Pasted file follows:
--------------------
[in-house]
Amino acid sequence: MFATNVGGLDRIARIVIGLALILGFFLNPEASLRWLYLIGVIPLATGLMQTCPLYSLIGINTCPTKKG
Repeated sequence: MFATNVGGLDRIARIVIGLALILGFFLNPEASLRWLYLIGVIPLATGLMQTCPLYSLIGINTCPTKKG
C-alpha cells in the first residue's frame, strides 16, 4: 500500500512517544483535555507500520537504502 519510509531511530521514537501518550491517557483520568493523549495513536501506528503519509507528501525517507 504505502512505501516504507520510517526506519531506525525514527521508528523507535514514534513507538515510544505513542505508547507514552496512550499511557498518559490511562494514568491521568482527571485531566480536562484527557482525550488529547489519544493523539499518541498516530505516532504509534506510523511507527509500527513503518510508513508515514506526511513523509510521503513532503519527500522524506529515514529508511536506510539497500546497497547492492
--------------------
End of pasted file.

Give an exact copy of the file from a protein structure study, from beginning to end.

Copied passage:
[in-house]
Amino acid sequence: MFATNVGGLDRIARIVIGLALILGFFLNPEASLRWLYLIGVIPLATGLMQTCPLYSLIGINTCPTKKG
Repeated sequence: MFATNVGGLDRIARIVIGLALILGFFLNPEASLRWLYLIGVIPLATGLMQTCPLYSLIGINTCPTKKG
C-alpha cells in the first residue's frame, strides 16, 4: 500500500512517544483535555507500520537504502 519510509531511530521514537501518550491517557483520568493523549495513536501506528503519509507528501525517507 504505502512505501516504507520510517526506519531506525525514527521508528523507535514514534513507538515510544505513542505508547507514552496512550499511557498518559490511562494514568491521568482527571485531566480536562484527557482525550488529547489519544493523539499518541498516530505516532504509534506510523511507527509500527513503518510508513508515514506526511513523509510521503513532503519527500522524506529515514529508511536506510539497500546497497547492492